Crohn disease is a disorder characterized by inflammation of any portion of the gastrointestinal tract, from mouth to anus. Extraintestinal manifestations of the disease include arthralgias, ankylosing spondylitis, myalgias/myositis, uveitis, vasculitis, and sclerosing cholangitis. Skin manifestations include erythema nodosum and pyoderma gangrenosum. Granulomatous dermatitis or metastatic Crohn disease is rare in childhood. Although extensive published data exist on genetic, infectious, immunologic, and psychologic aspects of Crohn disease, the role of mitochondrial dysfunction as a primary or contributory cause has not been studied.
We report a pediatric patient with muscle weakness, seizures, and respiratory insufficiency beginning at age 1 year, who experienced severe metastatic Crohn disease at 8 years of age. She experienced no response to antibiotics, steroids, or bowel rest but showed dramatic improvement with anti–tumor necrosis factor-alpha (TNF-α) antibody (infliximab). The response to infliximab suggested that she might have some mitochondrial dysfunction (1,2). Her normal mononuclear cell thymidine phosphorylase activity ruled out the possibility of mitochondrial neurogastrointestinal encephalomyelopathy syndrome (MNGIE). Studies of mitochondrial oxidative phosphorylation revealed functional defects at Complex III and IV in isolated muscle mitochondria which suggest that mitochondrial dysfunction might play a role in the pathogenesis of her condition.
This 8-year-old Hispanic girl was born at term via spontaneous vaginal delivery without complications and was discharged on day 2 of life. At age 10 days she experienced seizures. She was treated unsuccessfully with phenobarbital. Seizures were controlled with carbamazepine. No etiology for her seizures was determined. She had normal development until age 11 months, when she was admitted to the pediatric intensive care unit (PICU) with obtundation, muscle rigidity, and hyperpyrexia, which was attributed to a neuroleptic malignant syndrome secondary to the combined use of carbinoxamine (Rondec) and carbamazepine. Her hospital stay was complicated by gastrointestinal hemorrhage from a large gastric antral ulcer. She was treated with amantadine and dantrolene for the neuroleptic malignant syndrome. Thereafter she experienced a gradual loss of developmental milestones, with resulting severe developmental delay.
An evaluation of her mental retardation and muscle weakness revealed normal serum concentrations of lactate, pyruvate, amino acids, and copper. Urine organic acids, thyroid function studies, biotinidase activity, and lactate-to-pyruvate ratios were normal. Computed tomography and magnetic resonance imaging of the head revealed thinning of the posterior body of the corpus collosum. Electromyographic study results were consistent with a myopathy. Mitochondrial point mutation studies for the syndromes of mitochondrial encephalomyelopathy, lactic acidosis, and strokes; neurogenic weakness, ataxia, and retinitis pigmentosa; and myoclonic epilepsy with ragged-red fibers were normal. No specific testing for MNGIE was performed during the initial evaluation. The patient continued to have recurrent pneumonia, pulmonary aspiration and hypoventilation. Nissen fundoplication with gastrostomy tube insertion was performed at 1 year. Esophagogastroduodenoscopy (EGD) at the time of surgery revealed hiatal hernia and esophagitis. At age 7 years, she was treated with a bilevel positive airway pressure device (BiPAP®; Respironics, Pittsburgh, PA, U.S.A.) at night because of persistent hypercarbia and hypoventilation.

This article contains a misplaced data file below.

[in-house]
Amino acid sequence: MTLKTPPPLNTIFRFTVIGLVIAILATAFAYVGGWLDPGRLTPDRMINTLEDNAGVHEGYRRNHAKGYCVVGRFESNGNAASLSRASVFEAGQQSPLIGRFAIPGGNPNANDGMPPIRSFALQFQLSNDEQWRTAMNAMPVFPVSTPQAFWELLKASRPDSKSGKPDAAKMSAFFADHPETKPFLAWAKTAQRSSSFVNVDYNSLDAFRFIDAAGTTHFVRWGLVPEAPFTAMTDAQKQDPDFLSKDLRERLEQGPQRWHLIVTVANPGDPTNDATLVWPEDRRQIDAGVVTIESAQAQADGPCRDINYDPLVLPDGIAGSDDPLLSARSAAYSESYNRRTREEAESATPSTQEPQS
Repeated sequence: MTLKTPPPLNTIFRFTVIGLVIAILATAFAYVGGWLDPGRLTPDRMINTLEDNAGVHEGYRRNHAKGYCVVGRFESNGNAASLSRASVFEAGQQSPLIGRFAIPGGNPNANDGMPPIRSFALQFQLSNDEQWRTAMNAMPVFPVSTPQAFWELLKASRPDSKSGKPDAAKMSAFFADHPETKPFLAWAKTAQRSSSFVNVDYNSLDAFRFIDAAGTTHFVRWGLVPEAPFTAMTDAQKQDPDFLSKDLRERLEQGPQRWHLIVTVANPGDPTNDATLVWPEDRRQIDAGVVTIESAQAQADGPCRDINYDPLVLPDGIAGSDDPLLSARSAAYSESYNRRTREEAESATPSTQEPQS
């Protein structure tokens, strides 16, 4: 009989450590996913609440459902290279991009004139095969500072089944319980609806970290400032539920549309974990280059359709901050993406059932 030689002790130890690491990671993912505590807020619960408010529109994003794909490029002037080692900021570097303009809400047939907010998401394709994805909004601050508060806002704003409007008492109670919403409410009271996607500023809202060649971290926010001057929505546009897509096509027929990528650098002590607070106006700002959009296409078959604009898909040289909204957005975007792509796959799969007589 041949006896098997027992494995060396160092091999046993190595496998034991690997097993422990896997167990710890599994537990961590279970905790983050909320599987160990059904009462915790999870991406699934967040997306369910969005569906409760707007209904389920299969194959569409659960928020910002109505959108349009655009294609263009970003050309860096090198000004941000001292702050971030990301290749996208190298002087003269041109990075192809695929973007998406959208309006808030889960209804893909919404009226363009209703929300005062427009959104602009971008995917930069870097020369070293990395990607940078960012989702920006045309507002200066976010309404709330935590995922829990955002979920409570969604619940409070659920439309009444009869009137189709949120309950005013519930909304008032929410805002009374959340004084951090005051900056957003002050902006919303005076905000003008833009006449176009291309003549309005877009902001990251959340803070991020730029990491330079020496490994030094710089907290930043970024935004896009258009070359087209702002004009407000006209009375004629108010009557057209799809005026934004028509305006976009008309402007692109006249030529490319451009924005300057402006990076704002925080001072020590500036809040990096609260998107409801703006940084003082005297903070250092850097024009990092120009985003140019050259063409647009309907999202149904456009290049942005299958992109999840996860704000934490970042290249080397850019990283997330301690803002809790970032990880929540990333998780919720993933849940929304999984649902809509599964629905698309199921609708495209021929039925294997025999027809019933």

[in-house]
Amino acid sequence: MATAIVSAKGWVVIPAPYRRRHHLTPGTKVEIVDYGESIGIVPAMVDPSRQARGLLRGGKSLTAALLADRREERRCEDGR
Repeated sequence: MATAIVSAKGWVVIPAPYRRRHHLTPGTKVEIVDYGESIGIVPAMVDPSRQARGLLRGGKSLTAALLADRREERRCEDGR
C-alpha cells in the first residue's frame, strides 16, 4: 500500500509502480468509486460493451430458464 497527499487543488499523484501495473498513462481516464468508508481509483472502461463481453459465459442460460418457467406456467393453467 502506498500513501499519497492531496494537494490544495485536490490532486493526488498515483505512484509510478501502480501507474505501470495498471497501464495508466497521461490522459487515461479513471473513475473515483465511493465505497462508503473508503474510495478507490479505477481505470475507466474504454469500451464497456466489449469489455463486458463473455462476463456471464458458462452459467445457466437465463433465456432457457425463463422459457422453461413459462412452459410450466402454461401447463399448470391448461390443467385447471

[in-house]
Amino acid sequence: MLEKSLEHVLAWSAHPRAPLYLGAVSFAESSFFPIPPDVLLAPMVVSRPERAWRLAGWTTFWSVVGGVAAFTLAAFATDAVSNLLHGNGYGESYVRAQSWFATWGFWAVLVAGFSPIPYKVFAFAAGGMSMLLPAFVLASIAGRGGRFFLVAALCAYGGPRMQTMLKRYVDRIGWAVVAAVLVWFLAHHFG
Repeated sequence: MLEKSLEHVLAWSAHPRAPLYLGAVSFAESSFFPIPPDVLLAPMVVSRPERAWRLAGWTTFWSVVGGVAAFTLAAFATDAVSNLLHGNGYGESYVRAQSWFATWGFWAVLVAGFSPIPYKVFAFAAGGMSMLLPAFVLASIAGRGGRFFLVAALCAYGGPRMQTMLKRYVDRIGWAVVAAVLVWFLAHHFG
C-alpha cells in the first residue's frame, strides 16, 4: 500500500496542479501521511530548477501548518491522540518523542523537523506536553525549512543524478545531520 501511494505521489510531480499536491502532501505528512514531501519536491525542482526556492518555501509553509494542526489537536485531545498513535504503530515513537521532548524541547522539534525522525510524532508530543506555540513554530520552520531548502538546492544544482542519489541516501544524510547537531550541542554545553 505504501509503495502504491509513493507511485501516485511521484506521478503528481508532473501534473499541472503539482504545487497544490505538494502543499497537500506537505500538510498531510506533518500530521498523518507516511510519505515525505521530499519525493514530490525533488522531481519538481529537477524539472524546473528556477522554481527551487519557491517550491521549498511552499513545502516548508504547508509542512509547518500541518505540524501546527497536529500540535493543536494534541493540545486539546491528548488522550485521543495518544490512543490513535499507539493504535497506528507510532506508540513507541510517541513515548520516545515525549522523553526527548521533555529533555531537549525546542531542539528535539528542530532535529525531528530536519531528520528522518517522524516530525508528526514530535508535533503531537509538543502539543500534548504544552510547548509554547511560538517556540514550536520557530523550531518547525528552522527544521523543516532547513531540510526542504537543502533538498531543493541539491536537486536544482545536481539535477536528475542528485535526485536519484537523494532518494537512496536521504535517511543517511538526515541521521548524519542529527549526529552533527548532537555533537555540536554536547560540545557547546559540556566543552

At age 6 years, the patient began having repeated episodes of diarrhea and perirectal abscess. Her erythrocyte sedimentation rate was persistently high. During her third hospital stay for treatment of perirectal abscess and vulvar cellulitis, EGD, colonoscopy, skin biopsy and pelvic examination were performed under anesthesia. She had severe perianal inflammation with multiple anal fissures, anal skin tags, edema and erythema of the vulva, and inflammation of the rectum, colon, stomach, and esophagus. Biopsies of the labia majora, colon, and esophagus revealed granulomatous inflammation. Acid fast stains and fungal stains were negative (Fig. 1A and B). Biopsy specimens were consistent with the diagnosis of Crohn disease with metastasis to the vulvar skin. Her immediate treatment included ampicillin, gentamicin, Flagyl, intravenous steroids, sulfasalazine, bowel rest and total parenteral nutrition. After approximately 2 weeks of treatment without improvement, intravenous infliximab (5 mg/kg) was given. There was rapid improvement of the perianal disease and the metastatic disease of the vulva. Total parenteral nutrition was continued, and infliximab was given every 7 to 8 weeks. After approximately 3 months of treatment, feedings were initiated through her gastrostomy and were tolerated well. The patient regained the ability to stand and walk. Her intestinal symptoms and neuromuscular abnormalities suggested the possibility of MNGIE. Therefore, a more detailed search for mitochondrial disorders was initiated.